Part of me is relieved, calm, and delighted that I still get to take a nap every day (and use the bathroom as needed)!  On the other hand, part of me is uncomfortable. Unsure. Uneasy.  And a bit unsettled.  You have to understand how much I LOVE teaching.  If you know me or you've stepped into my classroom before you know how much I LOVE books, literacy, and designing spaces (!   I love integrating subject areas.  I love research projects and technology integration.  I am the definition of "a teacher nerd."  I bought and read books about reading strategies this summer even though I knew I wouldn't be teaching.  I love guided reading and guided math.  I really really love writer's workshop!  Teaching is my passion, but this is the first time in about twelve years that I'm not "the teacher." I'm not the one that students or parents are coming to visit on meet the teacher night, and I'm not the one who's getting ready to embark on a brand new journey with 22 precious sweet new faces!  I think primary teachers have the best job ever!  It probably sounds crazy to think that I may slightly truly miss the chaotic rush of back to school madness. The past two years of teaching for me have been joyous and memorable in many ways, but I'm also stepping away from teaching because it's time. The past two years have also been two of the most stressful and overwhelming times of my life.  Twelve years ago if you had asked me about my career path, I'm sure I would have said, "I'll teach for at least 25-30 years straight!"  Easier said than done.  Looking back, I think about all of the early morning arrivals, the late late late school nights (leaving the building as late as 8 or 9 p.m.), and the numerous times when I told my kids (while grading papers, entering data, or working on a report) "not right now, just a minute."  All of these tasks are important.  They must be done, but they can take up a large portion of time.  I don't regret being a teacher at all (or the hard work that I did for my students), but I certainly do regret those times that I should have been more present for them.  Teaching demands excellence, time, and precision.  So I did what I needed to do in order to be excellent and to help my students achieve.  Raz-Kids, PBS Kids, and educational apps on the iPad are awesome, but they are no replacement for me.  There are many teachers/teacher-moms/teacher-dads who have such a brilliant way of balancing their school work with family and personal time.  My hat goes off to them, and I think they're incredible!  The balance for me has always been challenging, but I vividly remember Mr. Perry telling me during the 2015-2016 school year, "When you're more stressed, we're all stressed."  It was at that point, I knew that something had to change.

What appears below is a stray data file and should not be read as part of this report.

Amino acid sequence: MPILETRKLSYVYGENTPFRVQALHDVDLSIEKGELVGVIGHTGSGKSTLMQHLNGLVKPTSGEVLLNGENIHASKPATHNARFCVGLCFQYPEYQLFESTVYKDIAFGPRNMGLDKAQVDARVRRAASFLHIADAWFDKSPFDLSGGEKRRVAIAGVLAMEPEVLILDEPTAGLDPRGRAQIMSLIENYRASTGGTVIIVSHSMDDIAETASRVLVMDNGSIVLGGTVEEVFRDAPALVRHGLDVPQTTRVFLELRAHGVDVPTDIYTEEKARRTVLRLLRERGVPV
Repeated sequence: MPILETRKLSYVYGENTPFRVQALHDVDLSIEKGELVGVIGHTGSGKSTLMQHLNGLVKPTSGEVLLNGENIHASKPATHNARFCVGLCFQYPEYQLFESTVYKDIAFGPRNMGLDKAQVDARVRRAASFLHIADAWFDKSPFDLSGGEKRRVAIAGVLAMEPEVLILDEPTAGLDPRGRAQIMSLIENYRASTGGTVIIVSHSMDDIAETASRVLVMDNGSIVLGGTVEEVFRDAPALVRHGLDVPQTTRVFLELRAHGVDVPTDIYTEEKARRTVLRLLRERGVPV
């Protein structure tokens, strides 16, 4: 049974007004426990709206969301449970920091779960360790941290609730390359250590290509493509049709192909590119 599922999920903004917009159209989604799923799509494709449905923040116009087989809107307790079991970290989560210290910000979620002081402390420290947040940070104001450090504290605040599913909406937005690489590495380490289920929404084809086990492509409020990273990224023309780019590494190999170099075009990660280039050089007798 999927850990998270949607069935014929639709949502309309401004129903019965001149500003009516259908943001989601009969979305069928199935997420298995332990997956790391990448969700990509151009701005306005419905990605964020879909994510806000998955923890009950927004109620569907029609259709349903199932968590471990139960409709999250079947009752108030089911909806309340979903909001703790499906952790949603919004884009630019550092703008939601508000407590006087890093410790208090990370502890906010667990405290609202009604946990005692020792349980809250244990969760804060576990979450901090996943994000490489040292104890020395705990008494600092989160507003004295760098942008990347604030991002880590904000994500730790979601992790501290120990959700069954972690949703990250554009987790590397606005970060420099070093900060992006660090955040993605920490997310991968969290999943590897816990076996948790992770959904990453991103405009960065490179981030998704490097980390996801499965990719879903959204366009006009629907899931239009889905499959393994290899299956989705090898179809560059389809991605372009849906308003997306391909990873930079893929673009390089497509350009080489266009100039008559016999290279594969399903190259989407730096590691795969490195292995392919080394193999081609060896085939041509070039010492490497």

With all of that being said, I'm sure you're saying. . .this is so simple Brooke, "Get over it! Get yourself together! Just enjoy your time, sit back, rest, take it easy, and relax!" This too is easier said than done.  Don't get me wrong, I adore my children.  I'm looking forward to cooking a "real breakfast" every morning most of the time, to spending quality time in the afternoon with my children, and to getting every bit of worth out of the sliding doors on my mini-van during drop off and pick up!  My oldest son is so excited because for the first time in the history of his education he gets to be a "car rider" every single day! Yesterday while I was completing some registration forms for the new school year I pointed out to my four year old a sign that said "pre-k pick up," and I explained to him that I'll come after school each afternoon to pick him up at that space while he waits with his teachers and his friends.  He can't wait for pre-k, and his eyes were filled with wonder and amazement when we walked into the building (for the first time ever).  I think the most uncomfortable part for me right now is that I've always been there. Literally steps away.  Just around the corner.  While I do plan to help out at school as a parent volunteer, it simply won't be the same.  My first grader and pre-k student are also going to a new school this year, and I don't know a single teacher there.  I've heard wonderful things about the school and the teachers, but in the past I knew every single teacher and staff member in the building.

So here's my turning point.  I will not worry or be anxious.  There is a line in my personal faith statement that says, "My attitude and outlook on life are not determined by my situations, surroundings, circumstances, or feelings."  I choose to have faith, to speak confidently over my life, and to experience God's peace in the midst of this time of transition.  Even though I don't necessarily know the teachers, God does.  We've been praying for them all summer long-that their summer break would be a time of renewal, relaxation, and rejuvenation (because my school age children are 3 boys. . .all very intelligent, but definitely 150% boy).  On that note, it's quite o.k. if I'm not with my children because God is with them. We're training our children to be Christ like leaders who are full of the word of God.  I'm trusting that the God that is in them is far greater than anything that I could provide by being down the hall or in an adjacent wing.  Mr. Perry and I also have a challenge for ourselves during this school year.  We intend to bless the socks off of our kids' teachers! We not only want to shower them with gifts and treats throughout the year, but we also want to be a blessing in their lives by keeping them continually lifted in prayer.  We'd love to send words of encouragement, random notes of appreciation, but most of all I hope our children are blessings to their teachers every single day by being respectful leaders with integrity who are willing to do what they can to make their classroom and school a better place.

I know what it is to be a teacher.  I know the countless hours of tireless work and relentless energy that teachers exude.  I am certain that if we choose to be a blessing in the lives of those who are loving on my heartbeats while they're at school, helping our children learn, and impacting them in a tremendous way, this will be the best school year ever.  We're going to keep praying for our teachers, and I'm definitely praying for all of my friends who are still in the trenches.  I'm looking forward to what lies ahead, and each day it becomes more and more clear that I'm on the right path. Who knows I might even be a room mom!